An Interview with Robert Farley

Current Job: Head of Medical Physics / Consultant Clinical Scientist at The James Cook University Hospital,  South Tees Hospitals NHS Foundation Trust.  R Farley Profile Picture

Scientific Discipline/Field: Medical Physics (Radiotherapy Physics is my specialism, but I also have interests in Nuclear Medicine and Physiological Measurement)

Country: UK

Pick some letters (L,G,B,T,Q etc.): G


Twitter: @robMedPhysics

What does your job involve?

The Medical Physics Department at South Tees comprises three sections: Radiotherapy Physics, Clinical Measurement and Nuclear Medicine; hence my role as Head of Department is incredibly varied, but I am fortunate in that I still have to do some practical, hands on science in radiotherapy physics. I find this aspect of the work particularly rewarding as after a long day working on a linear accelerator, for example, there’s a real sense of a job well done. In addition, if you have a trainee physicist with you, it’s a really good opportunity to demonstrate how the theory translates into clinical practice and help consolidate their learning.

As well as the day-to-day physics and training, I am also responsible for the overall departmental strategy for and overseeing the research, development and governance by making sure that new techniques and service improvements are implemented in a way that improves patient outcomes without compromising patient safety. This often involves working with many different staff groups, be they surgeons, pathologists, radiographers etc. We are seen as innovators within the trust and often have to take the lead in bringing new ideas to fruition; indeed we are often approached by people from other departments who have had a really good idea and just want to know what to do to make it a reality.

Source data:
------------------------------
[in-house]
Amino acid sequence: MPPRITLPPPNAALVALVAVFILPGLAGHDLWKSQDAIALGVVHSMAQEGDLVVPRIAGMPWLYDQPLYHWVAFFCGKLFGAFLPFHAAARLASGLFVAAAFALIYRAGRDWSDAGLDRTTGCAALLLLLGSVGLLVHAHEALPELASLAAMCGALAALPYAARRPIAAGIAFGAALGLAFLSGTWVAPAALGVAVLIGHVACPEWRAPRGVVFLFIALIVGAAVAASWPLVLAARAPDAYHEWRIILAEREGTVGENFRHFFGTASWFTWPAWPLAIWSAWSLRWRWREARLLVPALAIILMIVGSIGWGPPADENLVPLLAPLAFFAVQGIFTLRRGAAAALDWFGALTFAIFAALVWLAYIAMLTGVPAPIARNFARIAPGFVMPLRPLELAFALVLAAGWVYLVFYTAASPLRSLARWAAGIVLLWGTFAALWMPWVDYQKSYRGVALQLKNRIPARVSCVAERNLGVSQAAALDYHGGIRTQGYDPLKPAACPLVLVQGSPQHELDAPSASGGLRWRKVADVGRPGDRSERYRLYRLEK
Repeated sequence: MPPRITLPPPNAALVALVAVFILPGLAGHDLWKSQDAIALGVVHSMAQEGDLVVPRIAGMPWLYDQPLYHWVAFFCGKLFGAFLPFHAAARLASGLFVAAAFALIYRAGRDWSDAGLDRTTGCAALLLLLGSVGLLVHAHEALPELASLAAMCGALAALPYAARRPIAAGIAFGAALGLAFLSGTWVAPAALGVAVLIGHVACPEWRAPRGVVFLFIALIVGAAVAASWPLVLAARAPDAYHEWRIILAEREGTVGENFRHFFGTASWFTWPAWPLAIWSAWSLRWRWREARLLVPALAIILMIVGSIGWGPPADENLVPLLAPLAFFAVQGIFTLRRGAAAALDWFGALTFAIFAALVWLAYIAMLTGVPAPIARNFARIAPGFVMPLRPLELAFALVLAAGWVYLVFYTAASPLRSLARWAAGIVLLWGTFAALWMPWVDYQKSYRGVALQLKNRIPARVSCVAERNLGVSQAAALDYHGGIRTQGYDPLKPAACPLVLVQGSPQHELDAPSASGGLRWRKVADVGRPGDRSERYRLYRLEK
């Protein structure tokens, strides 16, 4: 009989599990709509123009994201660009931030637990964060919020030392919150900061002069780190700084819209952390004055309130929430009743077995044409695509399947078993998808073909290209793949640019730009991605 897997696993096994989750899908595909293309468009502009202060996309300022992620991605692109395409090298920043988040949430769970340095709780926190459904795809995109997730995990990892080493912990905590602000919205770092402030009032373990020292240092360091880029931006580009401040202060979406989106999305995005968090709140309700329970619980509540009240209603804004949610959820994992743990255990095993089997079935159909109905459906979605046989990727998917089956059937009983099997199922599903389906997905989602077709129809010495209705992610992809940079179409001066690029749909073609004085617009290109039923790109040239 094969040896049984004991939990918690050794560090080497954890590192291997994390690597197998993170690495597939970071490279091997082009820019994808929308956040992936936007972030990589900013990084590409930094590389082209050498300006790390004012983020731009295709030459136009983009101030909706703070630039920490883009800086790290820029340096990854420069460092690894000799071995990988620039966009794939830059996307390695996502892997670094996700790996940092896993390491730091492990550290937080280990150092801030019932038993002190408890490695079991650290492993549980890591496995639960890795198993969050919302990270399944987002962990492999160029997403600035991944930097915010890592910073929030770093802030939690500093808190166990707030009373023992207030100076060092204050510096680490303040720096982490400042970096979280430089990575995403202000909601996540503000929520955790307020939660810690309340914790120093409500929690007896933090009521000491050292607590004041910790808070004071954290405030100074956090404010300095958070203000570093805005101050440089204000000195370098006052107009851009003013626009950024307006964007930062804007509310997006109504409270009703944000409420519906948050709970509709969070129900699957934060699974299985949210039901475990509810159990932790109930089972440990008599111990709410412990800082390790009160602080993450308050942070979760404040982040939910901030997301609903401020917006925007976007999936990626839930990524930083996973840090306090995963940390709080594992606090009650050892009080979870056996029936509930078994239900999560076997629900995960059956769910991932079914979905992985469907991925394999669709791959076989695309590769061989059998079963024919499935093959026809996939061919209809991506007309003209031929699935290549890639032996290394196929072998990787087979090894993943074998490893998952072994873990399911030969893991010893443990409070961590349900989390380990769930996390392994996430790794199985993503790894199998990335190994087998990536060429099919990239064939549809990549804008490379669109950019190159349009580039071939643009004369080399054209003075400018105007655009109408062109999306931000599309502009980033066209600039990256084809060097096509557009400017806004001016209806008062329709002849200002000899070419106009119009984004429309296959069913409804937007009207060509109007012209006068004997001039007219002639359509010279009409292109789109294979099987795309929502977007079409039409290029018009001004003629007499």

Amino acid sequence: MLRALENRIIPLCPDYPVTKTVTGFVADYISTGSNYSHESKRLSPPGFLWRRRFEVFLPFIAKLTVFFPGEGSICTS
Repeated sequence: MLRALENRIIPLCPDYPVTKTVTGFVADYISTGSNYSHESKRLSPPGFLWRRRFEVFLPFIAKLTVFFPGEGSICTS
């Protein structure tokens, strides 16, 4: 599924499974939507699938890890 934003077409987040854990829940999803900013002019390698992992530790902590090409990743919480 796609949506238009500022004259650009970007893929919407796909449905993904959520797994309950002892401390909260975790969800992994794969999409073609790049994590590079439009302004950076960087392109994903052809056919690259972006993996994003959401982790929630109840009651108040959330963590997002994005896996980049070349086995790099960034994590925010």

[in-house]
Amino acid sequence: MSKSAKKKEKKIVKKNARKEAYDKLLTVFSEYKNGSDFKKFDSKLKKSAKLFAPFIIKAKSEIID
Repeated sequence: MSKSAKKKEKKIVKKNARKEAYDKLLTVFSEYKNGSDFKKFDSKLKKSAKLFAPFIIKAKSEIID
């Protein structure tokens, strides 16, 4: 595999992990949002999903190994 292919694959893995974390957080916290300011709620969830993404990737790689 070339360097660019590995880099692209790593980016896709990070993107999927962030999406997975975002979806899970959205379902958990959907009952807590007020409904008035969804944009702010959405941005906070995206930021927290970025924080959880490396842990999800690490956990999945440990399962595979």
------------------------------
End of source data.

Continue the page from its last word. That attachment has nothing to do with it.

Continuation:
My role also entails working professionally at the regional and national levels. As we are part of a regional training consortium, we need to work with Health Education North East (HENE) and other NHS trusts to ensure that training capacity meets future workforce requirements for Clinical Scientists in each of the Medical Physics and Engineering Specialisms. I am also an assessor for candidates applying for entry onto the Health and Care Professions Council (HCPC) register via either the Association of Clinical Scientist’s routes, or the Academy of Health Care Science’s equivalence route.